Con­fer­ence: The Hizmet move­ment and peace­build­ing: global cases, Wash­ing­ton, D.C.

JAMES C. HARRINGTON Di­rec­tor, Texas Civil Rights Project

Turkish Review - - CONTENTS - For more in­for­ma­tion: www.peace­build­ Con­tact the re­viewer: Turk­ish Re­view was me­dia spon­sor of this event.

The in­ter­na­tional sym­po­sium, “The Hizmet move­ment and peace­build­ing: global cases,” was in­spir­ing, in­for­ma­tive and strik­ingly di­verse. It took place Oct. 25-26, 2013, in Wash­ing­ton, D.C., at the Na­tional Press Club. It was co-spon­sored by the Rumi Fo­rum, the Cen­ter for Peace­build­ing and De­vel­op­ment at Amer­i­can Univer­sity, Mount St. Mary’s Univer­sity, and the Wood­stock The­o­log­i­cal Cen­ter at Ge­orge­town Univer­sity.

The con­fer­ence be­gan well the night be­fore with the 2013 Rumi Peace and Di­a­logue din­ner and open­ing cer­e­mony, hon­or­ing renowned chef José An­drés of Think Food Group, which pro­vides food for the hun­gry with the Ex­tra­or­di­nary Com­mit­ment to Com­mu­nity Ser­vice Award; An­nette Lantos of the Lantos Foun­da­tion for Hu­man Rights and Jus­tice with the Ex­tra­or­di­nary Com­mit­ment to Peace Award; and Prof. Ali Mazrui of Bing­ham­ton Univer­sity with the Ex­tra­or­di­nary Com­mit­ment to Ed­u­ca­tion Award. South Africa Am­bas­sador Ebrahim Rasool gave the open­ing ad­dress.

As a hu­man rights lawyer, this re­viewer found the di­ver­sity of the pre­sen­ters par­tic­u­larly im­pres­sive and hope-in­spir­ing. There were men and women from around the globe, aca­demics and ac­tivists, with ex­traor­di­nar­ily dif­fer­ent back­grounds, rep­re­sent­ing a spec­trum of eth­nic­i­ties and races. Ger­many, Poland, Aus­tralia, the US, Turkey, the UK, Ja­pan, Ethiopia, Sri Lanka, Nige­ria,

Azer­bai­jan, the Philip­pines, Canada, Aus­tralia and the Nether­lands were all rep­re­sented. No less di­verse was the au­di­ence, which in­cluded rep­re­sen­ta­tives from even more coun­tries.

Three peace build­ing themes seemed to pre­dom­i­nate: ac­tion, spir­i­tu­al­ity and ed­u­ca­tion. The con­fer­ence had both a re­gional fo­cus and a the­matic fo­cus. Four parts of the pro­gram showed flex­i­bil­ity and greater open­ness and trans­parency by the Hizmet move­ment (a group af­fil­i­ated with Turk­ish re­li­gious leader Fethul­lah Gülen, and the largest civil so­ci­ety or­ga­ni­za­tion in Turkey) -- lack of which has in the past been a fre­quent crit­i­cism of the move­ment.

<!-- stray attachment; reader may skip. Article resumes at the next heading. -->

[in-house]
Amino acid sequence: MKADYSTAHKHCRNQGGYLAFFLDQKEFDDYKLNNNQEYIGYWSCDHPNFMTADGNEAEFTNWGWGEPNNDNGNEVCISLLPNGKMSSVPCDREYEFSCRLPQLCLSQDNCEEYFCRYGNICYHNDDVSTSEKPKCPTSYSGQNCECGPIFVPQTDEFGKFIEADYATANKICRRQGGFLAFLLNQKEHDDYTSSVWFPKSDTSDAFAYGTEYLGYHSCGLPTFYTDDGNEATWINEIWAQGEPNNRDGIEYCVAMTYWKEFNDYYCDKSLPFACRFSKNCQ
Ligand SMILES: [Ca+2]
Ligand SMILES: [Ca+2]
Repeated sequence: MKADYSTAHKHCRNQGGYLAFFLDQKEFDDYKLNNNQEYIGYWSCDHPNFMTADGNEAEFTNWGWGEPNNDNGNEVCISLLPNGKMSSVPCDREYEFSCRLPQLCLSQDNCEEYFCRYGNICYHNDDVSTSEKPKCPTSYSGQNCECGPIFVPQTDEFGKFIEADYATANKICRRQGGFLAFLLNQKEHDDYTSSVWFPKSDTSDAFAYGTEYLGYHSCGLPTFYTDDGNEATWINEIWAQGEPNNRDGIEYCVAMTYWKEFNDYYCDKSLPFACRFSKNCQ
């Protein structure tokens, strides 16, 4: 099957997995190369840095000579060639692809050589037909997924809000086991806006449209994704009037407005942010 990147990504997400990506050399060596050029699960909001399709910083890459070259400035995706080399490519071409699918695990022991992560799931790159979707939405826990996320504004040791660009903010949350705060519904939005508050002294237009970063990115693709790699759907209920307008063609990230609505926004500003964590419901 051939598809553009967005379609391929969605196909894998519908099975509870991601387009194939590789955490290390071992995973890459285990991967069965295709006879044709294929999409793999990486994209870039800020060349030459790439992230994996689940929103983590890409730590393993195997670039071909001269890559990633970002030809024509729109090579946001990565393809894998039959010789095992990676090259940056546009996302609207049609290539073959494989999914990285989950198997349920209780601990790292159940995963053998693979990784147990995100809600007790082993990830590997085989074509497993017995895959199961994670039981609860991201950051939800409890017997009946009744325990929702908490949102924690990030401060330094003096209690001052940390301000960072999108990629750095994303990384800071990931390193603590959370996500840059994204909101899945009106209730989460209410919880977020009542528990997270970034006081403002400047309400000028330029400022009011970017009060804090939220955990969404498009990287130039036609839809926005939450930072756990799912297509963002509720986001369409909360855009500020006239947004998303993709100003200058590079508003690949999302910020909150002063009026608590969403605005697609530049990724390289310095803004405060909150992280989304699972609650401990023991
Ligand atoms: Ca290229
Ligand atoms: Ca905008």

One in­stance in­volved Metin Çetiner of the Kimse Yok Mu (“Is any­body there”) sol­i­dar­ity and aid as­so­ci­a­tion, which has as­sisted vic­tims of nat­u­ral calami­ties around the world and helped set up hos­pi­tals and clin­ics in un­der­served coun­tries -- it is now also work­ing ex­ten­sively with Syr­ian refugees in Turkey. He de­scribed at length not only the foun­da­tion’s im­pres­sive re­lief ef­forts, but also its fi­nan­cial ex­pen­di­tures and back­ing. It was an in­for­ma­tive, and some­times mov­ing, pre­sen­ta­tion.

The se­cond pre­sen­ta­tion of this kind was that of Dr. Pim Valken­berg and Alper Alasağ (Plat­form INS, the Nether­lands) on the peace­build­ing in re­gional per­spec­tive panel, “Weath­er­ing the Storm: Peace­mak­ing Ini­tia­tives dur­ing and af­ter Po­lit­i­cal Tur­moil by the Hizmet Move­ment in the Nether­lands,” in which they can­didly dis­cussed how Hizmet ac­cepted and re­sponded to crit­i­cism and set­backs in that coun­try.

Third was hav­ing Dr. Joshua Hen­drik on the authors’ panel. His eval­u­a­tion of Hizmet was crit­i­cal in var­i­ous re­spects, but, to the move­ment’s credit, he is a fre­quent in­vi­tee to con­fer­ences and his ob­ser­va­tions are wor­thy of con­sid­er­a­tion.

Fi­nally, the two-hour con­clud­ing de­lib­er­a­tive ses­sion, “The Hizmet Move­ment’s Con­tri­bu­tion to Peace­build­ing,” which cen­tered on ar­eas where Hizmet could im­prove and sug­ges­tions as to where it should go in the fu­ture. The dis­cus­sion was frank and car­ried sig­nif­i­cant sug­ges­tions for the move­ment’s roadmap.

All in all, it was an en­light­en­ing and oft-times quite in­spir­ing con­fer­ence, both be­cause of its par­tic­i­pants and themes, as well as for the au­di­ence mem­bers. A true mea­sure of its ef­fec­tive­ness was that many of us left with a height­ened spirit to work dili­gently in our own daily peace­build­ing ef­forts.

WHAT: The Hizmet move­ment and peace­build­ing: global cases

WHO: Rumi Fo­rum, Cen­ter for Peace­build­ing and De­vel­op­ment at

Amer­i­can Univer­sity, Mount

St. Mary’s Univer­sity, and

Wood­stock The­o­log­i­cal Cen­ter at Ge­orge­town Univer­sity

WHERE: Na­tional Press Club, Wash­ing­ton, D.C.

WHEN: Oct. 25-26, 2013

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